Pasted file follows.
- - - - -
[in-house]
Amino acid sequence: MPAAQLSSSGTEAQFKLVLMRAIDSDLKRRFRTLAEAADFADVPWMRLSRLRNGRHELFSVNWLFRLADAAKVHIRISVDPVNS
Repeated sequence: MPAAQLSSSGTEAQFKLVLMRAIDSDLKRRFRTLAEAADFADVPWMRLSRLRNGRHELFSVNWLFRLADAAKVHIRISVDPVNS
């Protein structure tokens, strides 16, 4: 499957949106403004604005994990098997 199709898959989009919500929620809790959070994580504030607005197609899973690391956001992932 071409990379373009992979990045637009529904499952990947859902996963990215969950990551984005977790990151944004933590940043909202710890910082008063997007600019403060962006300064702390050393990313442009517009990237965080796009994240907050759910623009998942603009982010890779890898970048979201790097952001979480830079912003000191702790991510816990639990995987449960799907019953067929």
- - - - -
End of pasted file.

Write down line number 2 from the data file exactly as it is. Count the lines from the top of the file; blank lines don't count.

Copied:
Amino acid sequence: MPAAQLSSSGTEAQFKLVLMRAIDSDLKRRFRTLAEAADFADVPWMRLSRLRNGRHELFSVNWLFRLADAAKVHIRISVDPVNS